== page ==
Independent capacity—Our Revolution, Justice Democrats, the multi-issue operations like Moveon.org, People’s Action, a revived and progressive union movement, and others—is vital if the Democratic Party is to become the party of working people once more.
Moreover, the stale arguments against staying in are largely specious. Biden, supporters suggest, needs to focus on Trump, not Sanders, but he can and should be doing that already. By criticizing Biden’s record, we’re told, Sanders opens him up for attacks by Trump. But if anything, Sanders’s rather courtly challenges are giving Biden a mild practice run for the savage assault he will get from Trump.
Continuing to run, it is suggested, will make it harder to unite Sanders supporters behind Biden. But Trump unifies Democrats and progressives. Sanders has repeatedly warned his supporters about Trump and made it clear that he would stump for whoever wins the nomination. In 2016, many Democrats put off or uninspired by Hillary Clinton didn’t feel the need to vote for her because everyone knew she would win. No one will make that mistake in 2020. And for all the garment-rending about Sanders driving voters to third parties, the reality is that Sanders is bringing progressive activists into the electoral process and into the Democratic Party, not driving them away.
The coronavirus calamity obviously impacts this calculus going forward. The crisis consumes the media. The attention provided by the campaign is diminished, particularly with the cancellation of Sanders’s signature rallies and the suspension of door-to-door canvassing. Calls for national unity gain force. “It’s frozen the campaign,” argues Mark Longabaugh, a senior adviser to Sanders during his 2016 campaign. “and I don’t see how you cut through this life-or-death coverage that we’ve got.… It just kind of closes it down.” If small-donor support for the campaign flags and Sanders continues to lose primaries, there is more reason to shut the campaign down.
Yet the coronavirus crisis also argues for staying in. The campaign has no choice but to focus more attention and creativity on social media and independent communications, from virtual town halls to frequent podcasts, building capacity that is too often neglected.
Sanders can use his pulpit—as he did Tuesday night after suffering primary defeats in Illinois, Florida, and Arizona—to lay out a bold agenda for responding to the crisis. The risibly inadequate early responses of the Trump administration, the House, and the Senate demonstrate the need for that. And while both Trump and Biden focus on the immediate future, suggesting that any public provision is temporary and targeted for the emergency, Sanders has a unique opportunity to show how the crisis reveals the imperative of fundamental structural reforms.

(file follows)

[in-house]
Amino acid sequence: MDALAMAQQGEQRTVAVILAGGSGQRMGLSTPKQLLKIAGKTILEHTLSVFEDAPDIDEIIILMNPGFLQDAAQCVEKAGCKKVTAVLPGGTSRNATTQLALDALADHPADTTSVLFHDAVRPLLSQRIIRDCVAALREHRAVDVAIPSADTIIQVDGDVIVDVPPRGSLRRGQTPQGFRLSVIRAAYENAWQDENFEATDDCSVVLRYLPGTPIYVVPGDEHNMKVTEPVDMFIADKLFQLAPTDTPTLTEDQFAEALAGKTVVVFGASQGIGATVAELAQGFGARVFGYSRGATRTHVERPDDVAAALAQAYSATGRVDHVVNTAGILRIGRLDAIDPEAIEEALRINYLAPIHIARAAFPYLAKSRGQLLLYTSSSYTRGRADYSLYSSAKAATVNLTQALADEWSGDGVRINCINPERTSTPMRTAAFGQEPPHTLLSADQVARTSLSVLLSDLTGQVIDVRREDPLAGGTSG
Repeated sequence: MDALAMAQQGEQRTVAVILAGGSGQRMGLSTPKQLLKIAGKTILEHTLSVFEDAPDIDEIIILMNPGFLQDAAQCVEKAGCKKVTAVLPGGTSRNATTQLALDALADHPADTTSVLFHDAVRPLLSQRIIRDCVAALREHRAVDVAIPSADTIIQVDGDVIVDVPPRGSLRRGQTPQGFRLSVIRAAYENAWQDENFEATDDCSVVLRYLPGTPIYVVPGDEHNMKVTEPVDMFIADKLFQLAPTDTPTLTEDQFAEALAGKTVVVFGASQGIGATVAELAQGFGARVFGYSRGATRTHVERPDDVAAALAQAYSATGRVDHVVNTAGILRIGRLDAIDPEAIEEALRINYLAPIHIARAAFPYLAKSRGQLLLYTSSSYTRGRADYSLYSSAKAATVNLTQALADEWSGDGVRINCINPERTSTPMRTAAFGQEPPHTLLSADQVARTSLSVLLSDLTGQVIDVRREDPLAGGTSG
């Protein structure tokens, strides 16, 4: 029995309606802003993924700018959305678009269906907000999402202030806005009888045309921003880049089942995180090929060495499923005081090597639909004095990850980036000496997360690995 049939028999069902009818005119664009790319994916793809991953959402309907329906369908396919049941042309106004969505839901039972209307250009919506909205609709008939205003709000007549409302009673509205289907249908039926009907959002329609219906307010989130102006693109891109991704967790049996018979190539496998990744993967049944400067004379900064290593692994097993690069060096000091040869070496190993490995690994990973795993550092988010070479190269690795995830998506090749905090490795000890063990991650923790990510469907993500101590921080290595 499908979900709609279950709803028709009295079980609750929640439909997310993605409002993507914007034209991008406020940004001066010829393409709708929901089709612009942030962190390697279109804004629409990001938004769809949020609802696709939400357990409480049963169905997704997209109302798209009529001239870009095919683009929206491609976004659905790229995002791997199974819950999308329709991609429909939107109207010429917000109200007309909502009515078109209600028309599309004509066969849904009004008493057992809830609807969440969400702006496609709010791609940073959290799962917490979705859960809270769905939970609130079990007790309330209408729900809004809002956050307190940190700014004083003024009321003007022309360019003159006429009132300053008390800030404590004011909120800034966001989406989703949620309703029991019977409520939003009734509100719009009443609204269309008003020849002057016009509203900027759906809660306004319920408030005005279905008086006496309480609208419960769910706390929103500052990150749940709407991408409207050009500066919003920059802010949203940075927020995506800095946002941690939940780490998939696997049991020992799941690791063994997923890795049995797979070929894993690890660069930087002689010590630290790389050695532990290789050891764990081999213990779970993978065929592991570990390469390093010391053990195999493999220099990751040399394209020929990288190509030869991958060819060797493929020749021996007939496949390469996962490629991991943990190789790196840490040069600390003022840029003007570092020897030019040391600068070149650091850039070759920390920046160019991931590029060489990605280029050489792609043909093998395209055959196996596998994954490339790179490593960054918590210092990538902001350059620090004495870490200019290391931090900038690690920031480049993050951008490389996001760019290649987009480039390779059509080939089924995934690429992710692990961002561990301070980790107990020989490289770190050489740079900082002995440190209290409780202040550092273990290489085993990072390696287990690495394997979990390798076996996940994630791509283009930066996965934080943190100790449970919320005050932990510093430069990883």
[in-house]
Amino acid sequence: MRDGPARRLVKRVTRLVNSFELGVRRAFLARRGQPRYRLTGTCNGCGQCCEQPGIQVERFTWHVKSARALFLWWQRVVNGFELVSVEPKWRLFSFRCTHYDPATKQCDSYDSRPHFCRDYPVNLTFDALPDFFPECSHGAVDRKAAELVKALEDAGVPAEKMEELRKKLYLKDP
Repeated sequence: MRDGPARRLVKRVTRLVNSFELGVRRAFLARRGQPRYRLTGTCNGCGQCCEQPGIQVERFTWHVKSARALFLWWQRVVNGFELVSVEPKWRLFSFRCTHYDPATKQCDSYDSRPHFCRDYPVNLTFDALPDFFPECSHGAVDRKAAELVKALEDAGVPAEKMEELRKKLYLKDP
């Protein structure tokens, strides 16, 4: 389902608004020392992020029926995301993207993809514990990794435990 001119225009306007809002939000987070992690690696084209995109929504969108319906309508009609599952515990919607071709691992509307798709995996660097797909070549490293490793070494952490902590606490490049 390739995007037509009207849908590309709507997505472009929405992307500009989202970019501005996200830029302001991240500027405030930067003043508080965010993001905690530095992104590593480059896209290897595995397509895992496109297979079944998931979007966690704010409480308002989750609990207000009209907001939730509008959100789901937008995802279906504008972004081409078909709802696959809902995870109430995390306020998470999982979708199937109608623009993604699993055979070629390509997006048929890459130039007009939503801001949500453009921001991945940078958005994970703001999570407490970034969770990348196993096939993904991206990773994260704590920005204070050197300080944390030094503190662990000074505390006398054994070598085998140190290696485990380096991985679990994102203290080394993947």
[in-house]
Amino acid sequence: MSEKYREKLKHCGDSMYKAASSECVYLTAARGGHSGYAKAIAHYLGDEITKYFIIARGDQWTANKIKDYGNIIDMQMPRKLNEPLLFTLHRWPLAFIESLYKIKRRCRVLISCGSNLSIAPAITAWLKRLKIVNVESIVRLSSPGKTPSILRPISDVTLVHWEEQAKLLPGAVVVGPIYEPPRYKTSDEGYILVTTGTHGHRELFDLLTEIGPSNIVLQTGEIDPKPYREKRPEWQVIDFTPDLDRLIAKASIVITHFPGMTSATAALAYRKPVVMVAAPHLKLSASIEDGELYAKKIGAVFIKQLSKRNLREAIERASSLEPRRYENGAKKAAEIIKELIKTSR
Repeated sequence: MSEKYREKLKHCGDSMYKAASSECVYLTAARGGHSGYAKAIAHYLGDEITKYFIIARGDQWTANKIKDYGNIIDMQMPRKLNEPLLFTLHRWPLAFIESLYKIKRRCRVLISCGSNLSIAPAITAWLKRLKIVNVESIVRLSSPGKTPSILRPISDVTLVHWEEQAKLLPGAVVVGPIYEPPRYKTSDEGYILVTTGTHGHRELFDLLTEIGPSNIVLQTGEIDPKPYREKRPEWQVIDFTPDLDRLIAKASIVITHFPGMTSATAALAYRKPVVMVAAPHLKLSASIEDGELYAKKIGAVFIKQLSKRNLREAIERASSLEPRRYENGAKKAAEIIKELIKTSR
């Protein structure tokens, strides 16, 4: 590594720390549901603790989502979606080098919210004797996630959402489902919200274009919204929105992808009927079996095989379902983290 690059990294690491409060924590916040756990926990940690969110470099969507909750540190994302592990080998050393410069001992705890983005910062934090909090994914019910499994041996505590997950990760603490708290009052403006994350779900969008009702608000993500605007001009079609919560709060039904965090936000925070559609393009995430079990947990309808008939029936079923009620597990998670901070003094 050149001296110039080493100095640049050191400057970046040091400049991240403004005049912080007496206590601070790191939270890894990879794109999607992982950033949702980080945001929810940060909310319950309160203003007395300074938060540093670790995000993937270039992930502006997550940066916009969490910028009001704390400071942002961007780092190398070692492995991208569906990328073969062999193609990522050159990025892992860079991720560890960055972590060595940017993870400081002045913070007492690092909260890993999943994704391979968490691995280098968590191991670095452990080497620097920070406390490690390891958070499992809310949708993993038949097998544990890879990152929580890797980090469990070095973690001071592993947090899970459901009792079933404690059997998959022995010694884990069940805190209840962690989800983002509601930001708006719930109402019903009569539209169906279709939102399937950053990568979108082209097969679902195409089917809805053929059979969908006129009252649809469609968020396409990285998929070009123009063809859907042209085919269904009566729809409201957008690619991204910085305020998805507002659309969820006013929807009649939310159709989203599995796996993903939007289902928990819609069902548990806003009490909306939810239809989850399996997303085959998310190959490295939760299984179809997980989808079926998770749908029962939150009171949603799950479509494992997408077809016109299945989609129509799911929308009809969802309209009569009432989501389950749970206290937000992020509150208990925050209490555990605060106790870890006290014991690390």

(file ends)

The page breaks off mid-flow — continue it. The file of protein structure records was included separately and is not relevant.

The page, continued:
Moreover, as Naomi Klein warns, the coronavirus will provide a classic opening for disaster profiteering and for shock doctrine politics, using the crisis to pass a wish list of unpopular policies—from subsidies for big banks and oil and gas companies to hitting working people with the bill for the bailout afterward, including cuts to Social Security and Medicare. Already, companies are lobbying hard for subsidies without conditions or a requirement that any bailout include long-needed corporate reforms. With a live campaign, Sanders has greater opportunity to expose the rip-offs, to lay out the alternatives in the midst of the crisis, and push Biden to a bolder position.
The price of a continuing campaign is more likely to be paid by Sanders and his aides than by Biden. The clamor for Sanders to get out will grow louder. The scorn of punditry and mainstream media will be unremitting. Having been made a part of the leadership team in the Senate after 2016, Sanders could well find himself isolated. And if he suspended the campaign, Sanders would still have his Senate seat, which affords him the chance to impact the debate, as Elizabeth Warren has demonstrated since she withdrew. For Sanders and for his allies, however, the basic question will stay the same: Will staying in help build the movement or hurt it? The answer to that will decide his course.